Before yesterday’s semifinals, I gave David Goffin absolutely zero chance of winning his semifinal against Roger Federer. A quick glance across the internet, and I see I was not the only one. Yes, I am trying to find some comfort in knowing I am not the only worst predictor on the planet. At least I got the Dimitrov prediction right, so 50% isn’t all that bad. But let’s take a closer look at our ATP Nitto World Tour Finals finalists and see how they wrestled victory away from their formidable opponents.
Was Grigor Dimitrov’s semifinal win over Jack Sock a surprise? Not entirely. I picked him to win this match. However, a part of me has been waiting for the classic Dimitrov let down. His dominating performance in this tournament has been too good… maybe too good to be true. It isn’t that Dimitrov doesn’t have the tools to dominate the world’s best players. He has a complete game that should strike fear into the hearts of any opponent. However, Dimitrov has made a name for himself as a streaky talent. The kind that can catch fire at any moment and just as quickly, have his flame extinguished.
When Dimitrov allowed Jack Sock back into the first set of their semifinal match, and ultimately lost it 4 – 6, I thought the letdown was upon us. It wasn’t. Dimitrov showed us something he hasn’t shown much of throughout his career until now. He found a way to problem solve and figure out Jack Sock. He found a way to turn the match in his favor and rise to the challenge. The American had thrown down the gauntlet and Dimitrov responded with considerable aplomb. The second set was a resounding bagel served Dimitrov style and Jack had no choice but to receive it. The American – always the Nebraskan brawler – gathered himself up in the third set, but Dimitrov had hit those ridiculous heights we saw in his group stage matches. His running forehand just might be the best in today’s game. It isn’t quite as potent as the great Pete Sampras’s was, but it is lethal enough to make his opponents pay for not going to that wing with something special. Jack Sock found this out especially in the third set, as the running forehand was intrinsic to a brilliant rally that set up the break of serve for Dimitrov.
Is Grigor Dimitrov ready for the biggest win of his career? Judging by his play this week, I’d say he is. Then again, he just might be setting us up for the biggest let down of all. One can only dream.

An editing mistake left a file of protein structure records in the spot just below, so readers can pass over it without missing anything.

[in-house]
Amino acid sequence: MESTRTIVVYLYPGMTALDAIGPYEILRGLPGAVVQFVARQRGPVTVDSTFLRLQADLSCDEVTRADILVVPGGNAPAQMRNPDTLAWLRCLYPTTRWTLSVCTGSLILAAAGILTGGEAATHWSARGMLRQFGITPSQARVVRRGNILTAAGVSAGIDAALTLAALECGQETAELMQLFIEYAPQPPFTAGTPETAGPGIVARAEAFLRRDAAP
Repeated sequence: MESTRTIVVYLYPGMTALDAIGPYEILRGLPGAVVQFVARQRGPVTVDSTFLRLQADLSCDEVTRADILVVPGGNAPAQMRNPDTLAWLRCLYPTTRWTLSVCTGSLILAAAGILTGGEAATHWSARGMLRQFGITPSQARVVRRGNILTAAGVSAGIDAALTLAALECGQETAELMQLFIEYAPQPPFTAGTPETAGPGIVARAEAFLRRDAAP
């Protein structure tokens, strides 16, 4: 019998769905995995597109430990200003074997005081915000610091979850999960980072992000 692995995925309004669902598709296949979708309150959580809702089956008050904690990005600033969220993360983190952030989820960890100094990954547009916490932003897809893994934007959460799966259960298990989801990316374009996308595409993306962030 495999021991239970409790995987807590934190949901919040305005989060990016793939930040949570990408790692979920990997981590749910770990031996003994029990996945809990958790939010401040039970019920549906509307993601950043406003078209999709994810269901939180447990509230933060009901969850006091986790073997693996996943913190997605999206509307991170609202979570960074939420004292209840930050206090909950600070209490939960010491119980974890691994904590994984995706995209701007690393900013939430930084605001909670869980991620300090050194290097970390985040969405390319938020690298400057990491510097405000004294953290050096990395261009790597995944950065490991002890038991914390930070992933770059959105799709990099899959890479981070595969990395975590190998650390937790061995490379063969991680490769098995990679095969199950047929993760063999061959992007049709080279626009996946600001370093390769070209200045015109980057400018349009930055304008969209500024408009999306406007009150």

Now here is a surprise. Show of hands if you thought that by the end of the week, David Goffin would have achieved the rare feat of defeating Rafael Nadal and Roger Federer in the same tournament. In tennis and in sports in general, anything is a possibility. Yet this was one possibility that seemed extremely unlikely at the start of the tournament. If defeating Nadal was a combination of inspired play from Goffin and Nadal’s injury, then defeating Federer was all down to Goffin also showing us something he’s never quite shown before. Aggressiveness. I’ve always felt like Goffin just didn’t have the weapons to hurt Federer. This wasn’t a function of Goffin’s play – he is one of the best ball strikers in the game today. It was just that his pace of shot off the ground had never troubled one of the most feared attacking players in the history of the game. That lack of aggressiveness seemed to be more of a physical limitation rather than a mindset thing. Boy was I wrong. It appears Goffin – much like Andy Murray early in his career – has always had an extra gear he didn’t fully embrace.
Yesterday, instead of waiting for Federer’s level to drop, Goffin decided to take the fate of this matchup into his own hands. He surprised the tennis world, Roger Federer and himself by going on the attack. He relied on his incredible timing, ball control, and ball striking ability to hold up against the uncharacteristic high-risk play he was adopting and it paid off in sets 2 and 3. Federer never really regrouped and the match was over before he could figure out a way to attack Goffin’s attacking play – a play never seen before. David Goffin had effectively launched a zero-day attack on the greatest player of all time and in so doing, scored the greatest win of his career.
Grigor Dimitrov, Jack Sock, and David Goffin represent a group of players who have been trying to establish themselves at the highest level of tennis for a few years now. Roger Federer was the oldest of the semifinalists, with at least a ten year differential between him and every other competitor that qualified from the group stage. While a win for Federer would have been another piece of history made, it would have also kept this generation of players in check until at least next year. It is good for tennis to see new faces vie for the biggest title in tennis after the grand slams, and the last major tournament before the 2018 season. A lot of noise has been made about Generation NEXT, and their time will come. I believe Generation NOW has finally arrived and they have done so in style. Who will win the final today? Why don’t you predict this time?